Reprint: Dorothy Day Library on the Web
Summary: Three reflections: a child's view of Christmas, trusting in God to guide one's work, and picketing as passive resistance to injustice. (DOC #199).
Christmas is coming and Teresa and Freddy are drawing pictures of the Nativity. Freddy tells the story, as they work industriously at the kitchen table, of the big boss Herod and how he heard about the little Christ baby being born, and how scared he was that his temporal power was tottering. Freddy's father, a Sicilian, is one of those people against whom the Protestant accusation is leveled that Catholics never read the Bible. Freddy's father doesn't, it is true, but he listens attentively to the Gospels and Epistles and he comes home and tells them at meal times to his little family. He tells them with reverent love, feeling intensely that the Good God sent His Son here to be with us. When Freddy's father hears Christ's words in the church he lays them to his heart and ponders over them as Joseph did. Probably Joseph didn't do much reading either, but listened a lot.
When I hear Freddy and Teresa tell the story to each other, each filling in the gaps, it comes fresh and clear to my mind.
"And the cow breathed on the little baby Jesus and kept it warm," Teresa says delightedly. "Cows are very warm animals, I know. Father McKenna's place down in Staten Island has cows and I leaned against them while the brother was milking them. They didn't mind at all. I was a very little girl then. I'm sure the little baby Jesus didn't mind being in the stable at all. Probably there were chickens, too. And maybe the shepherds brought their littlest lambs to show them to Him."
Christ came to live with the poor and the homeless and the dispossessed of this world, I pointed out to them, and he loved them so much that he showed himself to the workers--the poor shepherds--first of all. It wasn't till afterward that he received the Kings of this earth. So let us keep poor-- poor as possible--"In a stable with cows and chickens," Teresa finished joyfully. "And then it will be easier for me to have God in my heart."
We have all probably noted those sudden moments of quiet--those strange and almost miraculous moments in the life of a big city when there is a cessation of traffic noises--just an instant when there is only the sound of footsteps which serves to emphasize a sudden peace. During those seconds it is possible to notice the sunlight, to notice our fellow humans, to take breath.
After hours of excitement and action and many human contacts, when even in one's sleep and at moments of waking there is a sense of the imminence of things to be done and of conflict ahead, it is good to seek those moments of perfect stillness and refreshment during early Mass.
Then indeed it seems that God touches the heart and the mind. There are moments of recollection, of realization when the path seems straighter, the course to be followed perfectly plain, though not easy. It is as though the great Physician to whom we go for healing had put straight that which was dislocated, and prescribed a course of action so definite that we breathe relief at having matters taken out of our hands.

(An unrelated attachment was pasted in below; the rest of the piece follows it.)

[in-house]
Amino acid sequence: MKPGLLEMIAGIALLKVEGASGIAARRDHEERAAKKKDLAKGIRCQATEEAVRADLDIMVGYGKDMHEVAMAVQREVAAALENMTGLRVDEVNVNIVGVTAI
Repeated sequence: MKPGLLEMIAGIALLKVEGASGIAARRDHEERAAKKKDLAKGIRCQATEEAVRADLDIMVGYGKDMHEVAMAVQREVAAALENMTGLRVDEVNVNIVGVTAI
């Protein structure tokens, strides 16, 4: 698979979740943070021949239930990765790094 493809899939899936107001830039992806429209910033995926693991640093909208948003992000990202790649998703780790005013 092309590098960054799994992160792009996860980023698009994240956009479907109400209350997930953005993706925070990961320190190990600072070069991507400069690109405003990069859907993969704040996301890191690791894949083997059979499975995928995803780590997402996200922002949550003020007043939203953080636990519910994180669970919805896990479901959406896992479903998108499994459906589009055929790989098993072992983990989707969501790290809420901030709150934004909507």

Such a moment came this morning with the thought--the revolution we are engaged in is a lonely revolution, fought out in our own hearts, a struggle between Nature and Grace.
It is the most important work of all in which we are engaged.
If we concentrate our energies primarily on that; then we can trust those impulses of the Holy Spirit and follow them simply, without question. We can trust and believe that all things will work together for good to them that love God, and that He will guide and direct us in our work. We will accomplish just what he wishes us to accomplish and no more, regardless of our striving. Since we have good will, one need no longer worry as though the work depended just on ourselves.
When the Campion Propaganda Committee went to picket before the office of the Mexican consul for the first time--and it was the first time Catholics in this country had ever picketed as Catholics--we asked those who were engaged in the work to recall Christ's way of the cross as they walked for Him. Once again Christ in His Mystical Body is being tortured and put to death, and we as Catholics were showing our silent grief and horror. When we go again in a body on December 12, the feast day of Our Lady of Guadalupe whose heart is once again being pierced with the sword--we can hold in mind also the death of the three men and the child (and more of the sixteen injured may be dead by now) who died for picketing the church in the state of Chiapas to prevent the army officers from going in and defiling the sacred place.
It is only by passive resistance that we can oppose our enemies. Picketing is a form of passive resistance to injustice.
In the United States there are the beginnings of what we are opposing in Mexico. We must protest now, while we have the opportunity. There is no use waiting until socialization of children is under way in the United States. The other day Mrs. Katherine Burton, who has a monthly page in The Sign, was visiting the office and she told us of educational trends in the public schools in Bronxville, New York. The courses in biology include detailed discussion of sex and birth control and this for ten-year-old children--and the course is described as "from the amoeba to man". It sounds like Mexico!
This text is reprinted from "Dorothy Day Library on the Web" at URL: http://www.catholicworker.org/dorothyday/ and is not copyrighted. However, if you use or cite this text please indicate the original publication source and this website.
Day, Dorothy. "Christmas". The Catholic Worker, December 1934, 4. The Catholic Worker Movement. http://www.catholicworker.org/dorothyday/Reprint2.cfm?TextID=199.